Publisher: Frontline Books
Date of publication: January 19th, 2019
Genre: Nonfiction, Biography, Memoirs
In June 1944, the Nazis locked eighteen-year-old Dave Hersch into a railroad boxcar and shipped him from his hometown of Dej, Hungary, to Mauthausen Concentration Camp, the harshest, cruelest camp in the Reich. After ten months in the granite mines of Mauthausen’s nearby sub-camp, Gusen, he weighed less than 80lbs, nothing but skin and bones.
Somehow surviving the relentless horrors of these two brutal camps, as Allied forces drew near Dave was forced to join a death march to Gunskirchen Concentration Camp, over thirty miles away. Soon after the start of the march, and more dead than alive, Dave summoned a burst of energy he did not know he had and escaped. Quickly recaptured, he managed to avoid being killed by the guards. Put on another death march a few days later, he achieved the impossible: he escaped again.
Dave often told his story of survival and escape, and his son, Jack, thought he knew it well. But years after his father’s death, he came across a photograph of his father on, of all places, the Mauthausen Memorial’s website. It was an image he had never seen before – and it propelled him on an intensely personal journey of discovery.
Using only his father’s words for guidance, Jack takes us along as he flies to Europe to learn the secrets behind the photograph, secrets his father never told of his time in the camps. Beginning in the verdant hills of his father’s Hungarian hometown, we travel with Jack to the foreboding rock mines of Mauthausen and Gusen concentration camps, to the dust-choked roads and intersections of the death marches, and, finally, to the makeshift hiding places of his father’s rescuers. We accompany Jack’s every step as he describes the unimaginable: what his father must have seen and felt while struggling to survive in the most abominable places on earth.
In a warm and emotionally engaging story, Jack digs deeply into both his father’s life and his own, revisiting – and reflecting on – his father’s time at the hands of the Nazis during the last year of the Second World War, when more than mere survival was at stake – the fate of humanity itself hung in the balance.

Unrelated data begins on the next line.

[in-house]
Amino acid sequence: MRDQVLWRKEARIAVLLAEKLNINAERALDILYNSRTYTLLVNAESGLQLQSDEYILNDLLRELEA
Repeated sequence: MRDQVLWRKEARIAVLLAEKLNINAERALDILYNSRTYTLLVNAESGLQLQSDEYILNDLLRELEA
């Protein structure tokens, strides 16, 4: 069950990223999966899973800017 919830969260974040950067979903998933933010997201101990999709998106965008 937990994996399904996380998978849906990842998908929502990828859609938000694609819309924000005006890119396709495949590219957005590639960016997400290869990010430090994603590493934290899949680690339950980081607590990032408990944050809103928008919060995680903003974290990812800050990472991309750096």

It is rare that I read nonfiction. It is even rarer that I review it. I do make an exception for anything written about WW2 and the Holocaust. When I was approached by the publisher to review Death March Escape, I accepted without hesitation.
This book was haunting. Excellent but haunting. The author did a fantastic job of telling the story of his father’s escapes from 2 different points of views. The first being his father’s point of view. The second being his. Jack’s story was intertwined with his father. He would write about the Seder where his father told him the story of his escapes. Then he would write about what he did. His journey to Mauthausen and Gusen. His following of his father’s escape routes. It was amazing to read. I don’t like it when a book does that. But, in this book, it worked.
There are some brutal scenes in this book. This book will make you cry. From the minute Jack’s father is separated from his mother to the scene where he is liberated, I cried. Like Jack, I did wonder at how this 17/18-year-old boy survived mentally. Like Jack, I came to the conclusion that he had to disassociate from everything that he was seeing/experiencing. That is the only way he survived.
I also had tears during Jack’s part of the book. He had grown up with tales of his father’s imprisonment. It wasn’t until he actually went to Mauthausen and Gusen that he understood exactly what his father went through. Those were some of the toughest scenes to read. Knowing what he did, seeing the concentration camps and then realizing that his father glossed over what happened. My heart broke for him.
This was not an easy book to read. Nothing that is written about the Holocaust is. But, it needs to be read. That way future generations can learn.
I would give Death March Escape an Adult rating. There is no sex. There is violence. There is some mild language. There are trigger warnings. They would be concentration camps, separation of family, the death of parents, the death of siblings and extreme cruelty. I would recommend that no one under the age of 21 read this book.
I would reread Death March Escape. I would also recommend this book to family and friends.
I would like to thank the author, the publisher, and NetGalley for allowing me to read and review Death March Escape.
All opinions stated in this review of Death March Escape are mine.